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Witness in Sigrid case insists he’s innocent

A 29-year-old witness charged on Thursday with giving false testimony has said he regrets going to the police and has nothing to do with the disappearance of 16-year-old Sigrid Giskegjerde Schjetne.

Witness in Sigrid case insists he's innocent
The 29-year-old witness photographed in Oslo on Thursday (Photo: Erland Aas/Scanpix).

The man, who has not been named, was jailed in 2007 for two years and ten months after being found guilty in Bergen of rape and indecent exposure.

He later moved to Oslo and lived close to Giskegjerde Schjetne, who disappeared while walking home from a friend’s house almost a month ago.

“I’m innocent,” the man told newspaper Verdens Gang (VG), adding that he now regretted contacting the police.

“I did it to help the police in a serious case. Now I feel under suspicion and very badly treated.”

”This has been a real strain for me and my girlfriend,” he said.

According to VG, the 29-year-old’s girlfriend has provided him with an alibi, claiming she was with him at all times on the night in question except for one very short period.

In an interview carried out a few days after the disappearance, the man said he had travelled to Sweden the day after the girl disappeared, a claim he now rejects.

”That is not correct and may have been a misunderstanding by the journalists,” he said.

He said he came home from the Tusenfryd amusement park on the afternoon of Sunday, August 5th, to find the police searching through the neighbourhood. He said he grasped that something serious must have happened the night before.

”I read about the case online and followed it. I realized I might have information about a serious case and contacted the police,” he said, adding he had hesitated in doing do because of his criminal record.

He told police he had been sitting on his balcony the night before smoking a cigarette. First, he saw a girl who he thought had probably just got off a metro train. Moments later he heard a piercing scream followed by what he believed was the sound of a car door slamming.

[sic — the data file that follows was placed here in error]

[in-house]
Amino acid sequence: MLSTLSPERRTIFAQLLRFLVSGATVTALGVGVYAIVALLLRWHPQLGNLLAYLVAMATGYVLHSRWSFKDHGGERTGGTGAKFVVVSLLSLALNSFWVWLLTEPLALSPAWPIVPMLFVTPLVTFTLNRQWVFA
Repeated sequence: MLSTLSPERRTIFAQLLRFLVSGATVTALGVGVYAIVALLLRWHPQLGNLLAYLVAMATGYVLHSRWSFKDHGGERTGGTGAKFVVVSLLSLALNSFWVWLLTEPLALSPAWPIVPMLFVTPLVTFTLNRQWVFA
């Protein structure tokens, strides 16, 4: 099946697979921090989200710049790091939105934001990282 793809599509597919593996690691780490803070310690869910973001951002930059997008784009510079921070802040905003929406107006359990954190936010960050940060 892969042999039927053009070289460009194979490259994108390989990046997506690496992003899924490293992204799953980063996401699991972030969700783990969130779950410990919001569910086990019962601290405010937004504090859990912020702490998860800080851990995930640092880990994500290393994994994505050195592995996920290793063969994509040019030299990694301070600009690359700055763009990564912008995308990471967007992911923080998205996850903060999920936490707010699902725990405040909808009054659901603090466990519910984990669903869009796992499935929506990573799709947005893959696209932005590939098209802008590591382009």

He said he then told his girlfriend what he had heard.

”I told her that it almost sounded like someone being kidnapped or killed,” he told VG.

The teenager was wearing jeans shorts, a blue jumper and a grey singlet when she disappeared. She is 16-years-old, 170 centimetres tall and has light brown hair and blue eyes.

Police have claimed this week to know more about the case than they have revealed, but noted that nobody had yet been formally charged as a suspect.

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Sigrid, 16, was random victim: police

Police believe 16-year-old murder victim Sigrid Giskegjerde Schjetne was likely selected at random by the men charged with killing her.

Sigrid, 16, was random victim: police
Well-wishers left flowers on Monday night at a kindergarten near the victim's home (Photo: Audun Braastad/Scanpix).

Oslo police have not found anything linking the murdered teenager with either of the two men arrested on Monday night at a workshop near where her body was found.

”We are investigating, and have investigated, all of our projects to see if there is a connection but as far we can tell she was a random victim,” said police inspector Hanne Kristin Rohde at a press conference on Wednesday afternoon.

Police launched a massive search operation after the girl disappeared on her way home from a friend’s house at around midnight on Saturday August 4th.

Her telephone, shoes, and a sock were later found near her home and witnesses reported hearing piercing screams.

Her body was found on Monday evening in a woodland area near a small industrial zone in Kolbotn, a small town 15 kilometres south of Oslo.

Police refused on Wednesday to disclose the cause of the girl’s death.

”It’s too early and could hamper our investigation,” said inspector Rohde.

Both men suspected of murdering Giskegjerde Schjetne deny the charges against them. The suspects, aged 37 and 64, claim they have alibis for the time she is believed to have gone missing.

The inspector said the police are still interested in receiving tips from members of the public.

”We believe we’re on the right track in the case, and have made a breakthrough, but much work remains,” said Rohde.

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